Reconnecting Practicing Hygienists with the Nation's Leading Educators and Researchers.

Smile Insurance

Topical fluoride therapy is a safe and effective method for reducing the risk of caries among children of all ages.

PURCHASE COURSE
This course was published in the June 2012 issue and expires June 2015. The authors have no commercial conflicts of interest to disclose. This 2 credit hour self-study activity is electronically mediated.

 

EDUCATIONAL OBJECTIVES

After reading this course, the participant should be able to:

  1. Discuss the importance of fluoride in caries prevention.
  2. Identify the topical applications of fluoride therapy and their recommended use.
  3. Detail the risks of excessive fluoride exposure.

INTRODUCTION

Dental caries remains the most common disease of childhood and often causes a significant decrease in quality of life for those most severely affected. The risk factors for dental caries are well known and each patient requires an individual assessment of caries risk. Topical fluorides are safe and effective allies in the fight to control this disease. The Colgate-Palmolive Company is delighted to have provided an unrestricted educational grant to support the second article of this four-part series in collaboration with the American Academy of Pediatric Dentistry. The article provides a timely review of the topical fluorides on the market today and their guidelines for use with your patients.

—Barbara Shearer, BDS, MDS, PhD, Director of Scientific Affairs, Colgate Oral Pharmaceuticals

Figure 1. Smear (left) and pea-sized amount of toothpaste.

FLUORIDE THERAPY IS A SAFE AND EFFECTIVE STRATEGY FOR REDUCING THE RISK OF CARIES AND REVERSING ENAMEL DEMINERALIZATION.1

Preventon of dental caries in children is a multi-factorial process, however, no strategy is more important or more effective than the age-appropriate use of fluoride.2 While fluoride can be delivered both systemically and topically, this article focuses on topical applications, eg, gel, foam, varnish, toothpaste, and mouthrinses.

DOSAGE CONSIDERATIONS

In order to recommend the appropriate type and dosage of fluoride therapy, a child’s daily fluoride exposure must be determined. Fluoridated water is now frequently included in processed foods and beverages, creating a “halo” effect. In addition to drinking water, fluoride can be found in infant formulas and foods, milk, fruit juices, carbonated soft drinks, raisins, tea, and cereal. All sources of dietary fluoride should be considered when determining total exposure.3 The United States Centers for Disease Control and Prevention (CDC) maintains a website that lists the fluoridation status of community water supplies (http://apps.nccd.cdc.gov/MWF/index.asp). Many food, beverage, and infant formula manufacturers, however, do not include fluoride concentration with the nutritional content on food labels, making the exact determination of fluoride exposure difficult.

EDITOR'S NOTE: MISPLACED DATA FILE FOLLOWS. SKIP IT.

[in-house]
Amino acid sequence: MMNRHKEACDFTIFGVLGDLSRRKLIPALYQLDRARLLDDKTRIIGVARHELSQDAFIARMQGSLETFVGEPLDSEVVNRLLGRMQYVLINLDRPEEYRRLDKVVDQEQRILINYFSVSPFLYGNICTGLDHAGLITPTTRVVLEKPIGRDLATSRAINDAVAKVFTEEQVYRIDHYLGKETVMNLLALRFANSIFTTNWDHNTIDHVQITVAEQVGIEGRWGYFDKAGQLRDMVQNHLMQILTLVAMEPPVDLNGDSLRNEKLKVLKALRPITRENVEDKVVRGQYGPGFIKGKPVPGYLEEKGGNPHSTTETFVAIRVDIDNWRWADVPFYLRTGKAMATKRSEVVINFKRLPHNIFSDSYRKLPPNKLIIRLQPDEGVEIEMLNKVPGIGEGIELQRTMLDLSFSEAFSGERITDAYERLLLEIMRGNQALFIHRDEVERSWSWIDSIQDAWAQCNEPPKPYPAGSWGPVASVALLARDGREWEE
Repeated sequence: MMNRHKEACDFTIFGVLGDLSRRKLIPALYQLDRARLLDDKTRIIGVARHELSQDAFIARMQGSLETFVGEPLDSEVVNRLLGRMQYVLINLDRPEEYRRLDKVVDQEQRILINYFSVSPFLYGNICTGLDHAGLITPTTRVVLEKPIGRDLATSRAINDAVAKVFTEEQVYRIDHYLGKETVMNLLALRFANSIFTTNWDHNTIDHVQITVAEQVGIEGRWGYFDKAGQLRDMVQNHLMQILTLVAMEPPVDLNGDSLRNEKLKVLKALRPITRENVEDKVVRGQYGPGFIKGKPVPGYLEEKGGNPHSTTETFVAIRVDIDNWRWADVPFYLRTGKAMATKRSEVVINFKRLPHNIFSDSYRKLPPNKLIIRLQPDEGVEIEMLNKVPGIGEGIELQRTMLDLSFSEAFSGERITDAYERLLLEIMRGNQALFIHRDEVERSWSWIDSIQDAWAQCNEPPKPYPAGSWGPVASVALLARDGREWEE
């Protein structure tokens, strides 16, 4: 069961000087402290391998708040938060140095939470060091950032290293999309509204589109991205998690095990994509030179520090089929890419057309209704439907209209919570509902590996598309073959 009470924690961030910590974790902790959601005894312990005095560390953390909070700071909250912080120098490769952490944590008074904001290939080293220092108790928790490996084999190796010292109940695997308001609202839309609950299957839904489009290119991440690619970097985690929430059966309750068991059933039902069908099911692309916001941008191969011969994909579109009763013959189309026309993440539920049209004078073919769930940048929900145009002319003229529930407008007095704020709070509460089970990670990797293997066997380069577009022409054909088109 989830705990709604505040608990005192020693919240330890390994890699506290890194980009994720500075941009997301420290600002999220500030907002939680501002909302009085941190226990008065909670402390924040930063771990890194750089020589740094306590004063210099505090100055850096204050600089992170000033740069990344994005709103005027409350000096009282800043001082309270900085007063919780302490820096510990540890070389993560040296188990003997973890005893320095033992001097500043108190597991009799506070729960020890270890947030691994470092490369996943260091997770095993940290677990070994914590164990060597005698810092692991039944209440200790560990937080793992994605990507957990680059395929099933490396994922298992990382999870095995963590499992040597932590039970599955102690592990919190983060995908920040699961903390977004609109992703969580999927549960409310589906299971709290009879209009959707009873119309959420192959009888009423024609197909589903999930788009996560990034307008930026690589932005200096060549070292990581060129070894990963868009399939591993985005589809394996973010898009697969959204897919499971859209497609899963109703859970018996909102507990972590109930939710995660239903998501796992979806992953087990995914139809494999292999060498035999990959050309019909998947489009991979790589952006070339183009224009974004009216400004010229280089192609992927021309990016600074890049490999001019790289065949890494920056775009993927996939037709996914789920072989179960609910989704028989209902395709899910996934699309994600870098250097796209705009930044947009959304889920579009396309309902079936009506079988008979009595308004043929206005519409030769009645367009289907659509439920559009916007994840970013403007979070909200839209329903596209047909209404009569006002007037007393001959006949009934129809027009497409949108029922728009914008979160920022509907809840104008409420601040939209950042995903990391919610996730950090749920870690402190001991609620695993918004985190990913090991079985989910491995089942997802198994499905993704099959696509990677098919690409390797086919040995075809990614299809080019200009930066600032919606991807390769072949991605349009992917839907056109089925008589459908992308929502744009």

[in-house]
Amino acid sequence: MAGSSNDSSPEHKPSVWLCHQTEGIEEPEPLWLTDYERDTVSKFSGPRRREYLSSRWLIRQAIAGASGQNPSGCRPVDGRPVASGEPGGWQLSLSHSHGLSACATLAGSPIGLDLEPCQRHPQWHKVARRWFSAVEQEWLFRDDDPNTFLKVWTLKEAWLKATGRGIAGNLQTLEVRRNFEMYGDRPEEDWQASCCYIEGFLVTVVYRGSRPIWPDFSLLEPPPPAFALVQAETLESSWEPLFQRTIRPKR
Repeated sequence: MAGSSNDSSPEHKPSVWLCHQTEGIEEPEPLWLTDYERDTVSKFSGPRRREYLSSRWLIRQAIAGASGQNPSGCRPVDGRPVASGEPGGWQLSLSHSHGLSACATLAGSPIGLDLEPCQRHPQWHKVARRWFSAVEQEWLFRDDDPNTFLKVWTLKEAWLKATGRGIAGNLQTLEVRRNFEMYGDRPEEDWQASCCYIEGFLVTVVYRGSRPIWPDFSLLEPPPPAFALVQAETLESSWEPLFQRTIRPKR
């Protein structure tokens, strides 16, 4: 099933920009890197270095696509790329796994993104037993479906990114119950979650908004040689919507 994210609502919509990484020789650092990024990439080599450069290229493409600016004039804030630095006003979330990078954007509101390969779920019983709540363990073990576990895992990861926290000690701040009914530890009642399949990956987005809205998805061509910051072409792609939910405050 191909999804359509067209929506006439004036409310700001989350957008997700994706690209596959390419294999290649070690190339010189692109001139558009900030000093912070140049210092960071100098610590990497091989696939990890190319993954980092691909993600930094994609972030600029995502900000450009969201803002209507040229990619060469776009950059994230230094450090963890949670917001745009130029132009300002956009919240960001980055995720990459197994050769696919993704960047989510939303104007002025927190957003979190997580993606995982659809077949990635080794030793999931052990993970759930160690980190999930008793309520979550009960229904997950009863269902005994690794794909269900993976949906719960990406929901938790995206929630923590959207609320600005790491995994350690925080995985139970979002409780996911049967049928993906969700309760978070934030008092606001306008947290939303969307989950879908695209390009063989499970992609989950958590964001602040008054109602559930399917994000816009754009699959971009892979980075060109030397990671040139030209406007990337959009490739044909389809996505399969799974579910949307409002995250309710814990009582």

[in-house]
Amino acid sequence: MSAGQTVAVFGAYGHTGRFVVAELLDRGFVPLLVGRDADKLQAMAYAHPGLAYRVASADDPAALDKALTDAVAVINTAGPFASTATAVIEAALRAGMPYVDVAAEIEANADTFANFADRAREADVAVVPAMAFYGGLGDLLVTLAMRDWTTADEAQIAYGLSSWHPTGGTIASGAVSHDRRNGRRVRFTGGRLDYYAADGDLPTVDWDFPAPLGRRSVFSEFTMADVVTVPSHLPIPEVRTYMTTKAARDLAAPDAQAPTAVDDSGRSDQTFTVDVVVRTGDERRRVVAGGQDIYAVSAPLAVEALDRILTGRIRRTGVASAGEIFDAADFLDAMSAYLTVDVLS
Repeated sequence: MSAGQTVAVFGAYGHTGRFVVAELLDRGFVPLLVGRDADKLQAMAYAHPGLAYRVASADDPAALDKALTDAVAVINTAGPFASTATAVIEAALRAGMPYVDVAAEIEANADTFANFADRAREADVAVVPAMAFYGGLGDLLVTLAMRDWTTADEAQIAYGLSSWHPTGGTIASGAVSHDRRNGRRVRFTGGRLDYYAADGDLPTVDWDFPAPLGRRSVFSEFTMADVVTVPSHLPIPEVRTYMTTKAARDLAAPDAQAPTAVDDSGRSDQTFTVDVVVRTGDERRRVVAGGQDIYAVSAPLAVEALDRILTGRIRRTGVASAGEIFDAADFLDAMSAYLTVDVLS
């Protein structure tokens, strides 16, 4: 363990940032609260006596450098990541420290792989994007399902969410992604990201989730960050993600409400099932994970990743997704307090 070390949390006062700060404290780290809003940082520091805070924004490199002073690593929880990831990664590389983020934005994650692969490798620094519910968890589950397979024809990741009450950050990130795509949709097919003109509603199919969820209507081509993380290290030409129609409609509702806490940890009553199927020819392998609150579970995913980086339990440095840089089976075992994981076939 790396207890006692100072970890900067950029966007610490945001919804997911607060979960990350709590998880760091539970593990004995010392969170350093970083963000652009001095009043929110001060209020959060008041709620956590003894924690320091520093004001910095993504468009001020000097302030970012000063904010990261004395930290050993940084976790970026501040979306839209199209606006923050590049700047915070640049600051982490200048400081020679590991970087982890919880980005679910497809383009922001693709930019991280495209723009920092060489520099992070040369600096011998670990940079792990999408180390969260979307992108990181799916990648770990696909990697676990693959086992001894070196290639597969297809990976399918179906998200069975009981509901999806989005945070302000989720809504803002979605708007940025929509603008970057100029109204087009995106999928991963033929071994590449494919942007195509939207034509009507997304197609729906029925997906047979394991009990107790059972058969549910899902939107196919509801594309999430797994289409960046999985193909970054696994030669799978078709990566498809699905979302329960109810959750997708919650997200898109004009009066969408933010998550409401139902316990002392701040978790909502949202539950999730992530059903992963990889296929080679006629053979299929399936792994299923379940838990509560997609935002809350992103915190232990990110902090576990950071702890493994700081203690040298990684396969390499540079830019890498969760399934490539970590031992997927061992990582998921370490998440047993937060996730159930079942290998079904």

TOPICAL DELIVERY

Figure 2. Knee-to-knee position with parent and dental hygienist for fluoride varnish application.

The amount of fluoride delivered in topical applications varies according to both concentration and frequency of use. Typically, the higher the concentration, the lower the recommended frequency of application. Fluoride varnishes, for example, have a very high concentration and are usually applied twice a year, whereas toothpastes have a low concentration and are used twice daily. Table 1 provides evidence-based clinical recommendations for professionally-applied topical fluoride as provided by the American Dental Association (ADA).4

TOOTHPASTE

Ideally, a child’s toothpaste should carry the ADA Seal of Acceptance, rank low in abrasiveness, and contain the appropriate amount of fluoride. The majority of toothpastes used in the US contain 1,000 ppm to 1,100 ppm of sodium fluoride or sodium monofluorophosphate (MFP); 100 g of toothpaste containing 0.76 g MFP equates to 0.1 g fluoride. High strength, prescription-only fluoride toothpastes, generally contain 1.1% (5,000 ppm) sodium fluoride and are recommended as part of a prevention program in older children at high caries risk.4

Most brands of children’s toothpastes are fluoridated and many have popular characters and different flavors to make them more attractive to children. Parents should be instructed to supervise brushing and dispense toothpaste for children under 7 to ensure the correct amount of toothpaste is used. Excessive use or consumption of the toothpaste should be avoided.

Click to Enlarge.

The American Academy of Pediatric Dentistry (AAPD) recommends that children aged 2 and older use a small, pea-size amount of fluoride toothpaste (Figure 1). This amount provides an effective dose of fluoride and reduces the risk of excessive ingestion. 5 Parents and caregivers should also teach their child to expectorate the toothpaste at a young age. A smear of fluoride toothpaste can be used in children younger than 2 (Figure 1).5 An alternative for younger children is to use nonfluoridated toothpaste until they are able to expectorate. For children at high risk of caries, early implementation of fluoride toothpaste should be part of their caries-prevention regimen.